So it’s Christmas time, the shops are busy, it’s all about buying stuff, right? What’s happened to the true meaning of Christmas, I hear you cry!
Well, the December 27th edition of the Leamington Courier in 1873 suggests that, although the presentation may be rather different now, there’s still a certain amount of retail activity that went on at that time.
‘The Streets! The Shops! The Fare!’
That’s how the …Courier began its Christmas review. A rather wordy correspondent (‘Gloria mundi fumus‘ indeed!) toured the streets reviewing what the shops were offering. The range of wares on offer was vast. It appeared that if you wanted fine art, tobacco, carpets, curtains, groceries, toys… this was the show to visit! The music on offer seems to be of more ‘traditional’ fare than now, however – no Cliff Richard here! Instead there is an emphasis on the religious nature of the season.
Ale was on offer too, so the festivities seem to have been as much about eating and drinking as nowadays. “Who could pass Rocs’ famous establishment without stopping to admire his show of ‘birds of the season,’ geese and turkeys,” gushes the …Courier. Who indeed? Meanwhile, the reporter also remarks upon “how many wistful glances were cast at the dolls at Heritage’s Bazaar by the young folks.” Toys, then, as a Christmas gift to provide festive entertainment seem to have been just as appropriate then as now.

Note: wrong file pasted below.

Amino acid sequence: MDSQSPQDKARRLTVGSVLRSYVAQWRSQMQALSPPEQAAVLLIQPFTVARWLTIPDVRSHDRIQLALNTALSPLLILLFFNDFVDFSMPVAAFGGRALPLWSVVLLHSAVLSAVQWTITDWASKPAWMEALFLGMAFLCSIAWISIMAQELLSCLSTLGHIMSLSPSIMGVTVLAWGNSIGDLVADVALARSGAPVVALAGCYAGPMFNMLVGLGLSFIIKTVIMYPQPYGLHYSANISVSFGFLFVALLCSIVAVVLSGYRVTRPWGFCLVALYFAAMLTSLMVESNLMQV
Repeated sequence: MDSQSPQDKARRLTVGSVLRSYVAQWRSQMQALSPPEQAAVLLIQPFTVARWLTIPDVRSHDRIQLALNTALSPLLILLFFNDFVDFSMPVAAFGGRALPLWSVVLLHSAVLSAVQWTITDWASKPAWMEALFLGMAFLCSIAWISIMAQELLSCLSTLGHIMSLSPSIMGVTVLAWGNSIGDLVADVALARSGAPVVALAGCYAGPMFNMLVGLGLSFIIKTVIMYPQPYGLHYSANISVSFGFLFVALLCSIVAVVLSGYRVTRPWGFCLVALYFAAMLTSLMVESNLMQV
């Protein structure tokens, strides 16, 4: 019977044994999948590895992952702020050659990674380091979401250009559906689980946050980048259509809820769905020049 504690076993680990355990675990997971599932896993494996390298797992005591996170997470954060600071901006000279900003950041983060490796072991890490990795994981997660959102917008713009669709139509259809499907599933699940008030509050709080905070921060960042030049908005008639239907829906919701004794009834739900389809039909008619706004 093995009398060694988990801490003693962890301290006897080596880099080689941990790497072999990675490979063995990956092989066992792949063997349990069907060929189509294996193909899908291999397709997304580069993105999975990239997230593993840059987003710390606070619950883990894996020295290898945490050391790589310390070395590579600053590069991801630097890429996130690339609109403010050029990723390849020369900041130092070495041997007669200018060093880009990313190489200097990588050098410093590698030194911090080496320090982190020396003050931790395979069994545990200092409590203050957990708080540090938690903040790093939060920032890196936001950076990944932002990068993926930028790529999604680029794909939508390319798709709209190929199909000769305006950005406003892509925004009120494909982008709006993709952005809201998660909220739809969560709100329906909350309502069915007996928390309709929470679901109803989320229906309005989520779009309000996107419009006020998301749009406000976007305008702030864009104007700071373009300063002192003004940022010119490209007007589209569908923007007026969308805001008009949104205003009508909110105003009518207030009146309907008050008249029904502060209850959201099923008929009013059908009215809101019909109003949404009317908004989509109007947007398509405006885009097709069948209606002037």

A seasonal present
In 1873 however, “a piano has come to be regarded as pretty well a household necessity.” Therefore, Mr Aubrey’s pianos are seen as an ideal seasonal present. Nowadays that certainly isn’t the case. We consume plenty of music via different media. What’s a household necessity nowadays in the same way? A television? A tablet? What would be the equivalent seasonal present? Society changes and moves on, that’s for sure.
As for clothing, a window model “was attired in evening-dress of cerise satin, trimmed with white lace.” Anybody who knows me will happily confirm I am no style icon, but this doesn’t sound like a present day outfit, or something worth buying for those close to you. Maybe I’m wrong?
A fine Christmas show
Whether it’s a sewing machine, a handkerchief, or a bow for archery, it seems Leamington was the place to find a gift in 1873. Still, today, we go round the shops, late-night shopping, looking for things to show we care, to mark the time of year. Online shopping may alter that slightly, but Christmas markets, much as Leamington in the past, fill a gap with the social meeting up with friends to eat, drink… and smile.
But what has Christmas meant to you over the years? How have you marked it? it might be very different but, if you have memories of Christmas past, do please share them in the comments section.